|Loading the Core|
The first few tests we take golfers through when performing a TPI golf physical screen are to look at how well you can control your “core”. We first look at your ability to tilt your pelvis forward and backward and then your ability to dissociate your upper body from your lower body. The ability to perform these movements is critical to have a proper kinematic sequence, which is essential for swing efficiency and transfer of power.
One of the primary muscles involved in these movement patterns is the external oblique abdominal muscle. This muscle functions to compress the abdominal cavity (posterior pelvic tilt) and rotate the trunk. Unfortunately, it is also the most commonly seen muscle that is not contracting efficiently and needs to be activated in golfers. If it is not activated, the body compensates and the golf swing is affected. In the TPI screen we can see a “shake and bake” with the pelvic tilt test. Here the golfer is able to complete the movement, but not in an efficient manner, indicating the muscles are not activating the most efficiently.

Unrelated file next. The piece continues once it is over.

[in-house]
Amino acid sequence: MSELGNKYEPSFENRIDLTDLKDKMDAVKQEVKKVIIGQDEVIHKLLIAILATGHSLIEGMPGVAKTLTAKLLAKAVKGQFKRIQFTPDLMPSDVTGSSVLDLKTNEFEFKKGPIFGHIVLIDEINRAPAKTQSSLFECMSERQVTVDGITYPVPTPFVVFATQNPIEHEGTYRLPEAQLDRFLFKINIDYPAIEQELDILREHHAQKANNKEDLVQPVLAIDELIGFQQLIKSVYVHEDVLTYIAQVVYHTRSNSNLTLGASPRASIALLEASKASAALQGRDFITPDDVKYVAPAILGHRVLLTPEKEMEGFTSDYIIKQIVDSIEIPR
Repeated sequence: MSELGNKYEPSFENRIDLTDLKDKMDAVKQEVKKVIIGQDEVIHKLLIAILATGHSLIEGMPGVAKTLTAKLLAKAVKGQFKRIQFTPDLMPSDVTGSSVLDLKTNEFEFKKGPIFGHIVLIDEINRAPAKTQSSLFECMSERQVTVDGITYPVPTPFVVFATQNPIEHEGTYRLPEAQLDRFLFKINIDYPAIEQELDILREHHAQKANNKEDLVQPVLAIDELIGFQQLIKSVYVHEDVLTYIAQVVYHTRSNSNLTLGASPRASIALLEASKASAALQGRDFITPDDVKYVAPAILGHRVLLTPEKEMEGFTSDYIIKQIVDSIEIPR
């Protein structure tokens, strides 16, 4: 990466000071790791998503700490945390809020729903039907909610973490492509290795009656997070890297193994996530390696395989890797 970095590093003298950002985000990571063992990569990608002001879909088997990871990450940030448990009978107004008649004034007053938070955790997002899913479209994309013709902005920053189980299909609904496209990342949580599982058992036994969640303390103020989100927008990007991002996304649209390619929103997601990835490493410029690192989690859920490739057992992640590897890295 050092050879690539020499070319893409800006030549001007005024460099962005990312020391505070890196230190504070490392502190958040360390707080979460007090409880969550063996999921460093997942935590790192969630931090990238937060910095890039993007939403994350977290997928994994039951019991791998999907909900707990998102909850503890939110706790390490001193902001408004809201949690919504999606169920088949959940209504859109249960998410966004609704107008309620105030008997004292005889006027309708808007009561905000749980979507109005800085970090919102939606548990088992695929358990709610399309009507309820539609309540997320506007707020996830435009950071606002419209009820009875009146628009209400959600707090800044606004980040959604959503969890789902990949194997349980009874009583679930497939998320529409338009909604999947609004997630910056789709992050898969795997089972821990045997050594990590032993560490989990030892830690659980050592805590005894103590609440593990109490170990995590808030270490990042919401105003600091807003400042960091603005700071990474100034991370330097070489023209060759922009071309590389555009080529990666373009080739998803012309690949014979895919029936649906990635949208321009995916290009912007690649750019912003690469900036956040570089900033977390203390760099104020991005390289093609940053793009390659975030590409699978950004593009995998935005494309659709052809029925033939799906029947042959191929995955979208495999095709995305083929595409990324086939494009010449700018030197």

We can also see the inability to separate the upper body from the lower body, and vice versa. The inability to have this separation is where most golfers lose their power and distance.
The best way to get the external oblique activated and firing properly is to start with muscle activation techniques. Once activated by a MAT Specialist, exercises that help to strengthen the external oblique are side plank, bird dog, heel touches, chops, standing torso twist, windshield wiper, and many more advanced motions.
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